NOVEMBER 2014              Download [pdf]
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Dear polio eradication supporter,

This November, as we approach two years into the Polio Endgame Plan, experts on polio eradication continue to track progress towards major milestones and to scale up efforts to overcome the last remaining challenges. Firstly, we celebrated the exciting news that another strain of wild poliovirus (WPV), type 3, may have been eradicated. This would leave just one remaining strain, type 1, to eradicate. Secondly, the Director General of the World Health Organization (WHO) reiterated this month that the international spread of polio remains a Public Health Emergency of International Concern, and stated that more steps need to be taken to minimize the risk of international spread, particularly from Pakistan. Finally, the Strategic Advisory Group of Experts on immunization (SAGE)  confirmed that plans to switch from trivalent to bivalent oral polio vaccine (OPV) in early 2016 – an important part of the eradication programme – are on track.


The Center for Disease Control and Prevention (CDC) and WHO released a report this month announcing that one of the three strains of wild polio, WPV type 3, has not been detected anywhere in the world for more than two years. This means that WPV3 may have been eradicated. WPV3 would be the second strain of wild polio to be eradicated (WPV 2 having not been seen since 1999), which would leave just one remaining strain of wild poliovirus (WPV1) to tackle before we achieve complete eradication.


Internally displaced children from North Waziristan, Pakistan, receiving the oral polio vaccine at IDPs camp in Bannu ©UNICEF/PAK 2014/Waseem Niaz

The Emergency Committee under the International Health Regulations (IHR) met for a third time this November, six months after the Director General of WHO first declared the international spread of polio a Public Health Emergency of International Concern in May 2014. At the November meeting, the committee, which is composed of a range of independent international health experts, recommended that the Temporary Recommendations made in May stay in place for another three months. The committee also concluded that the risk of spread from Pakistan has increased since its last meeting, and recommended that Pakistan should restrict at the point of departure the international travel of any resident lacking documentation of appropriate polio vaccination.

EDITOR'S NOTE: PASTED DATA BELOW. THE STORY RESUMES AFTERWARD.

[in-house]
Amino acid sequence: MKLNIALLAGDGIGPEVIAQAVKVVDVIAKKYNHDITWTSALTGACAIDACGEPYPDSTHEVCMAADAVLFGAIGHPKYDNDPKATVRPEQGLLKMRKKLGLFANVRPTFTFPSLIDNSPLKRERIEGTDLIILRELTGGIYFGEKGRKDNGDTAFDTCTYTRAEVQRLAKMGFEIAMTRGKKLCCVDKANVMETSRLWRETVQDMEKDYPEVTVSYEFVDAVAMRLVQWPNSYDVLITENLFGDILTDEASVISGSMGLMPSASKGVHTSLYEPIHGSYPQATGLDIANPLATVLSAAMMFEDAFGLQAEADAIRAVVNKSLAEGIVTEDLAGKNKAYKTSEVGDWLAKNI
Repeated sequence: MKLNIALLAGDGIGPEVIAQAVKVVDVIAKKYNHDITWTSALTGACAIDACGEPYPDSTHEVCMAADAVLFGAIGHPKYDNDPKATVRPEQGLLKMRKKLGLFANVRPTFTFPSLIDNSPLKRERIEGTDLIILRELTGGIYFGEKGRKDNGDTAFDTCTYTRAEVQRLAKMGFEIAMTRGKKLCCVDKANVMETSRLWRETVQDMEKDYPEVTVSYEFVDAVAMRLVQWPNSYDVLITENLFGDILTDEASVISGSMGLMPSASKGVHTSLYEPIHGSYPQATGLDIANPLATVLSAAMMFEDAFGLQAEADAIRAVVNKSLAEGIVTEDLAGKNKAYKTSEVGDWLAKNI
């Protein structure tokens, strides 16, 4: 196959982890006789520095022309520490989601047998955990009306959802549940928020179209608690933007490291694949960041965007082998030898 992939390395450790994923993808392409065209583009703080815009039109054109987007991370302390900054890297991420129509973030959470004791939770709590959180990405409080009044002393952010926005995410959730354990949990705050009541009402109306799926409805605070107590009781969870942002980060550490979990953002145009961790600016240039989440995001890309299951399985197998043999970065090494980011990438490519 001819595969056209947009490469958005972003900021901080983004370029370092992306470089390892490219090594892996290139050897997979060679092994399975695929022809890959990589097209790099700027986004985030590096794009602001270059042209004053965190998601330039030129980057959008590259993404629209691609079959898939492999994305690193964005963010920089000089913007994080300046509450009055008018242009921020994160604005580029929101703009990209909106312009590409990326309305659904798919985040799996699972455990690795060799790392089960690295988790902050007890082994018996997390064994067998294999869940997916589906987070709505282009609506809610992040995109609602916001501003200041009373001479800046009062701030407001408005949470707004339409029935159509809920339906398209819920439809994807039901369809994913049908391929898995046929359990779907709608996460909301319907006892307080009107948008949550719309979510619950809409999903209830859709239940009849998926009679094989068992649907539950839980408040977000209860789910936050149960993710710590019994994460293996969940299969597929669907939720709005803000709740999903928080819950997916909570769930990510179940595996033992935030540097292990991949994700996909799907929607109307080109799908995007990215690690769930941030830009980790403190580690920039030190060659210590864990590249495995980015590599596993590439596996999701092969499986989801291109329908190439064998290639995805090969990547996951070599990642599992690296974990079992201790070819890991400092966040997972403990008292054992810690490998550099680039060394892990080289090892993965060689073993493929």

A mobile polio vaccination team delivers OPV in Agra, Uttar Pradesh, India, where bivalent OPV was crucial in achieving eradication.

At the end of October, the SAGE (an independent expert body that advises WHO) met to assess progress toward polio eradication. The group concluded that preparations are on track to switch from trivalent to bivalent OPV in routine immunisation programmes. This is an important step in eradication efforts as, on very rare occasions, the weakened forms of the virus in OPV can lead to cases of circulating vaccine-derived poliovirus (cVDPV), particularly in communities where children have a very low level of immunity. Trivalent OPV contains weakened forms of all three strains of the poliovirus. Since circulation of WPV2 hasn’t been detected since 1999, preparations are now underway to begin using only bivalent versions of OPV that protect against WPV1 and WPV3.  This transition is crucial, as bivalent OPV does not contain the type 2 component which accounts for 90% of cVDPV cases worldwide. Recent cases of vaccine-derived poliovirus in South Sudan and Madagascar, and ongoing outbreaks in Nigeria and Pakistan, highlight the importance of removing OPV (beginning with the type 2 OPV) in addressing the very small but real risk of vaccine-derived poliovirus.


Science: Just one poliovirus left to go?

Forbes: Can We, Should We, Really End Polio?


Wild poliovirus in 2014 

- Global Total: 306 (347) 
- Global WPV1: 306 (347)
- Global WPV3: 0 (0)

Endemic: 287 (123) 

- Afghanistan: 21 (9)
- Nigeria: 6 (50) 
- Pakistan: 260 (64)

Importation Countries:
19 (224)

- Cameroon: 5 (4)
- Equatorial Guinea: 5 (0)
- Ethiopia: 1 (6)
- Iraq: 2 (0)
- Kenya: 0 (14)
- Somalia: 5 (183)
- Syria: 1 (17)

As of 26 November 2014. Numbers in brackets represent data at this time in 2013.

Current case map


This month, Norway contributed NOK 50 million for polio eradication efforts to WHO as part of their Vaccine Summit pledge.
Germany provided 5 million euros to ensure the security of polio workers in Nigeria.
Ireland disbursed 1 million euros to WHO for polio eradication as part of the fulfilment of its vaccine summit pledge.

Copyright © 2014 Global Polio Eradication Initiative, All rights reserved.

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